bouncinbean Mon 02-Jun-14 21:03:12

Sounds good in principle but then the nitpicky part of me starts undoing it.

A stock plan that is people will bring me items is a bit wishy washy - you need lots to open the venture and the chances are that it will be a long time before you can rely on a regular enough supply just from the general public - so where will you get your start up and first year stock.

Your pricing - will it be second hand 'luxury' brands at what high street next/m&s prices or supermarket prices? Is your target customer really going to spend that much when they can get new at the same price. Most mums I know think kids clothes need to be cheap and disposable because they get ruined. And if they need something nice for a special occasion then thats when they are prepared to pay for new.

It feels a little bit like you have an image in your head and are looking to see if there is a demand for that image, whereas profitable businesses usually identify a demand and would then build a brand/image to fit that. There's a big difference between mums idly chatting that they'd love to buy �20 boden dresses second hand for �8-10 when in reality they wouldn't spend that kind of money on second hand.

Your main competition is ebay but you think people will pay a premium over ebay because your shop is so nice. But what about the anonymity? I happily buy second hand and no one knows and I don't advertise it. Not sure I would want to pay more and potentially be seen to be buying second hand - however pretty the shop looks.

I don't want to dampen your idea, but it needs a lot of work and mainly on really knowing your market and being realistic about the demand in the first place. That should guide you towards volumes and prices - only then will you know if thats going to achieve the turnover you need. Can you test the market before you chuck all your money into it. Can you do a professional stall at the baby/nearly new/NCT type sales or even a car boot and get hard cash evidence rather than anecdotal chat from other mums?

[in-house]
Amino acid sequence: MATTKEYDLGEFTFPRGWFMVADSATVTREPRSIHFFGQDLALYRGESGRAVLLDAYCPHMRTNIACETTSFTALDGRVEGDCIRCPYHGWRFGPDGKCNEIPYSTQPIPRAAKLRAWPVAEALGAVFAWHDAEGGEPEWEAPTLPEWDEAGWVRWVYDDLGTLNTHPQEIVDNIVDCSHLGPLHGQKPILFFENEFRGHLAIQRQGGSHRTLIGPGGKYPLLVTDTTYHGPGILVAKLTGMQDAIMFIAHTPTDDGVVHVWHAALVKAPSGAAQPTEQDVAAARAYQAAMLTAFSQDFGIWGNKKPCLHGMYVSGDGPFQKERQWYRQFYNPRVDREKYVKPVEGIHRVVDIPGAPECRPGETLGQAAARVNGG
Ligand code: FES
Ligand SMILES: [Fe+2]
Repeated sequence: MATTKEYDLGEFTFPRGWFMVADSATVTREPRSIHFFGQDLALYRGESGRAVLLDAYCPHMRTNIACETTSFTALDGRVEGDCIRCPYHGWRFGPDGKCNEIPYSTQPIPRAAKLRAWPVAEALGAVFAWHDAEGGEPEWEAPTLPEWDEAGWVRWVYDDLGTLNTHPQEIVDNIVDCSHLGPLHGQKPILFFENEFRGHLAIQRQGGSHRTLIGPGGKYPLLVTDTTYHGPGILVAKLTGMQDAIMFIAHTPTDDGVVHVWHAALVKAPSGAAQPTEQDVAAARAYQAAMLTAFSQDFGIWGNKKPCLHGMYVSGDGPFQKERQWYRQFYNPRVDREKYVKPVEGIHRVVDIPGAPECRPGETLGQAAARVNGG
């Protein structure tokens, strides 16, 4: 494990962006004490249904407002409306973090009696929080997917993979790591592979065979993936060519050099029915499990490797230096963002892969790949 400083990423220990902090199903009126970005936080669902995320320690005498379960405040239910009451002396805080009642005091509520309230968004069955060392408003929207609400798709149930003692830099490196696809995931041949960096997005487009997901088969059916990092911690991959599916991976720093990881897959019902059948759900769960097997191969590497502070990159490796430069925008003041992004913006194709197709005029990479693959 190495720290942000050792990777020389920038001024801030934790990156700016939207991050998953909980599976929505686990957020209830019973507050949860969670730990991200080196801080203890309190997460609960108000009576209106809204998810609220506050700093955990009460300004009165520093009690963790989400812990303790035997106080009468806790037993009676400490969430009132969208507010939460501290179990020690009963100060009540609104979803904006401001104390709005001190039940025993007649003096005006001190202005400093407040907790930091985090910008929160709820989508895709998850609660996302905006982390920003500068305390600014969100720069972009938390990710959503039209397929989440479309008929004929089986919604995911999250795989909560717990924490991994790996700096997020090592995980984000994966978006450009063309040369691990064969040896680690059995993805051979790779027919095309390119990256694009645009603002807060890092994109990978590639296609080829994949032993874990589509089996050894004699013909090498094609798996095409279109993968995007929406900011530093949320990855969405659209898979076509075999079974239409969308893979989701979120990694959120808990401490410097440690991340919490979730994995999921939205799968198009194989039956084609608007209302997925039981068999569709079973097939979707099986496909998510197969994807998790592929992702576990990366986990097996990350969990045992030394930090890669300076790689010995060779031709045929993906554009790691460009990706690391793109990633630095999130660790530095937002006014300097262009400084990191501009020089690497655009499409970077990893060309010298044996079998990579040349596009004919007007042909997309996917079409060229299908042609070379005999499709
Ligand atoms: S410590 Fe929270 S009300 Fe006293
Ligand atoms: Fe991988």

bouncinbean Mon 02-Jun-14 21:08:04

p.s. our local car boot is massive and not just the usual junk sellers and has some pretty professional looking stalls - but I have never seen 'luxury' second hand baby clothes and that would interest me, because most of the time its a horrible basket to root through (and ends up only being supermarket stuff)
I've only ever bought baby clothes once - and that was a lady that had spent time clear bagging up the clothes on hangers and presenting them beautifully.

BikeRunSki Mon 02-Jun-14 21:12:47

Say a Boden l/s toddler tee costs £10. Sell it for half price - £5; keep half - £2.50.

You'd have to do that nearly 1000 times a month to break even.

ediblewoman Tue 03-Jun-14 08:30:24

Thanks everyone, that is really helpful. I have thought about stock for the first six months (and factored that into start up costs) and done some light market research but can see there is a lot more to do/think about!

zulubump Wed 04-Jun-14 10:19:57

There is a shop I go to a lot called Little Used that sells second hand, good quality children's clothes, toys and some ladies' clothes too. I often take clothes in there to sell as well. The system they have is that they take the clothes from you that they want to sell (they are quite choosy and often give back any they don't think are suitable) and provide you with an itemised receipt showing what price they are selling each item for. Each item that sells I would get 40% and they keep 60%. If it hasn't sold after a time (something like 3 months say) they reduce the price and I think if it doesn't sell eventually then things go on to charity. And I have to pop in now and again to find out what has sold and to collect any money they owe me.

The shop has been there a long time and always seems to be busy. It seems like a good way of doing business because they don't actually have to pay anything for most the stock, it is brought to them by mums like me. And then they only have to pay us for it once it is sold. Though I think they buy up some new stock - end of line things like wellies, baby change mats etc. Hope that helps, good luck!

zulubump Wed 04-Jun-14 10:22:43

Oh and they require that any items being brought to them to be sold have to be freshly washed and ironed, so they don't have to do any of the work getting them ready sell. They don't sell supermarket brands or anything like primark. It's mostly M&S, Next, Boden, Monsoon and designer stuff. That type of thing.